Sunday, October 4, 2009
Sunday, June 28, 2009
Wednesday, May 6, 2009
Above is the layout I did for the top of the battery box.
Above is the layout I did for the actual box to hold the battery.
I went down to the local steel store and bought the required materials (1/16 steel sheet), 2 pieces came to a total of about $15.00.
I had the pieces cut and bent at one of the local shops, then I welded this together.
In this picture the parts are cut out ready for welding.
Here is another view of parts.
Here is the finished battery box, painted with rubberized undercoating inside the box.
Paint outside and on top is flat black.
Here is another finished picture.
Here is a finished picture of the battery box installed in the car.
I still need to come up with some sort of battery hold down.
Wednesday, February 11, 2009
Notice the steering column is built and installed, I think the steering wheel (also a boat part) looks good.
Saturday, November 1, 2008
I orderd the windshield from Total Performance; it is their two piece traditional T bucket windshield -two 10" tall chrome frames with functional hinges. I have not completely decided if I am going to use both windshields all the time or what yet. I will decide later.
I mounted the windshield posts on the body, which is fairly easy - two screws on each side with "T- nuts" on the inside.
Here's a picture of the windshield on the body. For now, I just have the lower piece on.
Thanks for looking!
Monday, October 13, 2008
There is not too much room for the fuel tank in a T bucket, so I decided the dimensions of my fuel tank would be 9 1/4" High x 31" Wide x 9 1/4" Deep.
I made a trip down to the local steel store and purchased the following pieces of steel.
One piece 32"x40" x 14 guage
Two pieces 10"x10" x 14 guage
And I got all the steel for around $35.
I ran down to one of my local wrecking yards and pulled a chrome gas cap and the filler tube out of an early 70's Ford truck. The guy at the counter ended up giving the stuff to me.
I added three inches on the front and rear side of the top piece of the tank and bent both sides down to look like a big upside down U with short legs.
I did the same with the bottom piece of the tank, but made the front and back legs the height of the tank. I slid the top, short legged, U into the bottem long legged U till the top was flush with the front and back and welded them together on the inside of the tank thru the ends.
I drilled out a hole in the center of the top of the tank and welded the filler tube in and made another hole centerd to the right of the first hole for the fuel tank quanity sending unit.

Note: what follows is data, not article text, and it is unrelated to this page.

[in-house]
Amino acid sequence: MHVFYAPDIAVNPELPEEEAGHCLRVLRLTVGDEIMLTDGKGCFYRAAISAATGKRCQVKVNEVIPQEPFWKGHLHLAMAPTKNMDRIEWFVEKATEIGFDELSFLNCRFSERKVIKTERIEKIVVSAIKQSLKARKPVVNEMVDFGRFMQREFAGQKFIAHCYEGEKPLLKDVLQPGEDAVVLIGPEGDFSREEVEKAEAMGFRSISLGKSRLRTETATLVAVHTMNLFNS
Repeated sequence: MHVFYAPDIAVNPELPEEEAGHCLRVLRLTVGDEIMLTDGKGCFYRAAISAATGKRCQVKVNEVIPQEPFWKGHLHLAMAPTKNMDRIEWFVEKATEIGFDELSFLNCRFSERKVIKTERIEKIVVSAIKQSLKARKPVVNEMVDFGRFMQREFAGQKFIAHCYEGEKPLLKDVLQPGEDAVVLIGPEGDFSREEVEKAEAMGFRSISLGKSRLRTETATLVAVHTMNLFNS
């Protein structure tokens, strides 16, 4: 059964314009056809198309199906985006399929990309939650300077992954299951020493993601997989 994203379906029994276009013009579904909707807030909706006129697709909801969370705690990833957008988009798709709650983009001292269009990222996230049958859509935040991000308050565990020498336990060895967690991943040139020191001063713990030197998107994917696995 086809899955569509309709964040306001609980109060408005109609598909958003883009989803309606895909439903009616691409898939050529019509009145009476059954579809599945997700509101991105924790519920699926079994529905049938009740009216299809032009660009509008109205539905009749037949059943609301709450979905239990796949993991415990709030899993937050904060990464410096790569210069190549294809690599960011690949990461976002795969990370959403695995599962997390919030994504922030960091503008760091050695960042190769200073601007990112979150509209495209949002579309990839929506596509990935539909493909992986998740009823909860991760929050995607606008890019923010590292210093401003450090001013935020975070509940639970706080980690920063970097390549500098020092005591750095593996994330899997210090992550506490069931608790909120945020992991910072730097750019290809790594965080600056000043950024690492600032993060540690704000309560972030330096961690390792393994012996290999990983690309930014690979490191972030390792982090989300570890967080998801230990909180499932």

I wish I would have taken some more pictures of this thing during construction.
Here are some of the parts before welding.
I made a fuel outlet valve and a drain valve on the bottem of the tank before I welded the sides of the tank together.
I welded three "L" brackets to the bottem of the tank to mount the tank to the frame.
After I got the whole thing welded together I put a little air pressure inside the tank and sprayed it with soapy water to find any leaks, no mater how much I tried to weld these tiny holes up the leaks didn't get any better.
I went down to one of my faverite auto shops and purchased some fuel tank sealer (made by Por 15) for $35.
I put this sealer into the tank and let it cure, then reapplied, I ended up using 1/2 the quart.
The fuel tank now holds fuel without leaking.
I then primed and painted the tank black.
Thanks for reading along.
Thursday, October 9, 2008
One of the next pieces I built was the front spring perch. After deciding on the exact shape I wanted, I cut the pices out of 1/4 Inch steel.
After making sure everything was square and right where I wanted it, I tack welded the spring perch together.
After the final welding was done, I went back with the grinder and made everything smooth.
Above is the finished spring perch.
The next step for me was to weld the spring perch to the frame, after making sure the spring perch was centerd, square, and plum, I tacked it to the frame and then finished all the welds up.
Here are the parts cut out and smoothed.
I made two identical brackets.
Here are the two lower coilover shock mounting brackets all done.
I primed these brackets with some cheepo flat black primer.
Friday, February 22, 2008
This is the Box the standard 23 T body arrived in from Total Performance.
Here is the new body unpacked. You can't see it here but I opted to have Total Performance fiberglass in the plywood floor, the transmission tunnel, and the seat riser.
Now for the test, did I build the frame right and would the body fit on the frame?
Saturday, October 6, 2007
I then welded all these pieces together clamped back to back to keep everything straight. Next I measured and cut the main frame, (From the kick up - forward) and beveled and welded these in place.
Next I measured and cut the rear crossmember, measured everything to make sure the frame was square and tack welded it in place.
I measured everything again to make sure the frame was square. and tack welded the front cross member in place.
Tuesday, May 8, 2007
I began disassembling it, bagging all the parts and labeling them. After I got the transmission apart I found out that the case was cracked. I traded some parts I found in my garage for another transmission case.
This picture shows the passenger side, Lokar kick down cable installed and polished stainless bolts on the tail cone.